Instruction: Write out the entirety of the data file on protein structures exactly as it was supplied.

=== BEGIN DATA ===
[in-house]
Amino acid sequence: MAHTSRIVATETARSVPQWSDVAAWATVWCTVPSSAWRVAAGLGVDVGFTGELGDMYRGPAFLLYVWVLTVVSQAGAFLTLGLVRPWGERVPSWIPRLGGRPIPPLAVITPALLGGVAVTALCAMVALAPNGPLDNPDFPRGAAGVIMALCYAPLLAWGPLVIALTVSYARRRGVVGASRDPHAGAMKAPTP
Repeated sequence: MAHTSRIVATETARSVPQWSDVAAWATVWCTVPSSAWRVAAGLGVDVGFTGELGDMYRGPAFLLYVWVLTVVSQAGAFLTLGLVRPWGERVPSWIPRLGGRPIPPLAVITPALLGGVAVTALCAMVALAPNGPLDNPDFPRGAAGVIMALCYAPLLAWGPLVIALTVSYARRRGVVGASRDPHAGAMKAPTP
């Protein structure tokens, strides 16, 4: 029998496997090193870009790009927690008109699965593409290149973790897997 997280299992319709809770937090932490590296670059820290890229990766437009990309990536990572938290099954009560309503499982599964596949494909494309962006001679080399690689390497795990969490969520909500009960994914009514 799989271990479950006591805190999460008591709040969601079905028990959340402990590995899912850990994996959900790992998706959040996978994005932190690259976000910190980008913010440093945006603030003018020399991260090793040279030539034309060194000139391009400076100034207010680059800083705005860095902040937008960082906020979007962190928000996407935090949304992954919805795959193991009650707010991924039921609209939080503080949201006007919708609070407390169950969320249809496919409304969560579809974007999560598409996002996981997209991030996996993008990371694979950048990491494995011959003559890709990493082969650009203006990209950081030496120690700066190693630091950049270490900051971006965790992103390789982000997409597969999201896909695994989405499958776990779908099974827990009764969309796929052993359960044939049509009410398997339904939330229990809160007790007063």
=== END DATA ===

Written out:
[in-house]
Amino acid sequence: MAHTSRIVATETARSVPQWSDVAAWATVWCTVPSSAWRVAAGLGVDVGFTGELGDMYRGPAFLLYVWVLTVVSQAGAFLTLGLVRPWGERVPSWIPRLGGRPIPPLAVITPALLGGVAVTALCAMVALAPNGPLDNPDFPRGAAGVIMALCYAPLLAWGPLVIALTVSYARRRGVVGASRDPHAGAMKAPTP
Repeated sequence: MAHTSRIVATETARSVPQWSDVAAWATVWCTVPSSAWRVAAGLGVDVGFTGELGDMYRGPAFLLYVWVLTVVSQAGAFLTLGLVRPWGERVPSWIPRLGGRPIPPLAVITPALLGGVAVTALCAMVALAPNGPLDNPDFPRGAAGVIMALCYAPLLAWGPLVIALTVSYARRRGVVGASRDPHAGAMKAPTP
């Protein structure tokens, strides 16, 4: 029998496997090193870009790009927690008109699965593409290149973790897997 997280299992319709809770937090932490590296670059820290890229990766437009990309990536990572938290099954009560309503499982599964596949494909494309962006001679080399690689390497795990969490969520909500009960994914009514 799989271990479950006591805190999460008591709040969601079905028990959340402990590995899912850990994996959900790992998706959040996978994005932190690259976000910190980008913010440093945006603030003018020399991260090793040279030539034309060194000139391009400076100034207010680059800083705005860095902040937008960082906020979007962190928000996407935090949304992954919805795959193991009650707010991924039921609209939080503080949201006007919708609070407390169950969320249809496919409304969560579809974007999560598409996002996981997209991030996996993008990371694979950048990491494995011959003559890709990493082969650009203006990209950081030496120690700066190693630091950049270490900051971006965790992103390789982000997409597969999201896909695994989405499958776990779908099974827990009764969309796929052993359960044939049509009410398997339904939330229990809160007790007063």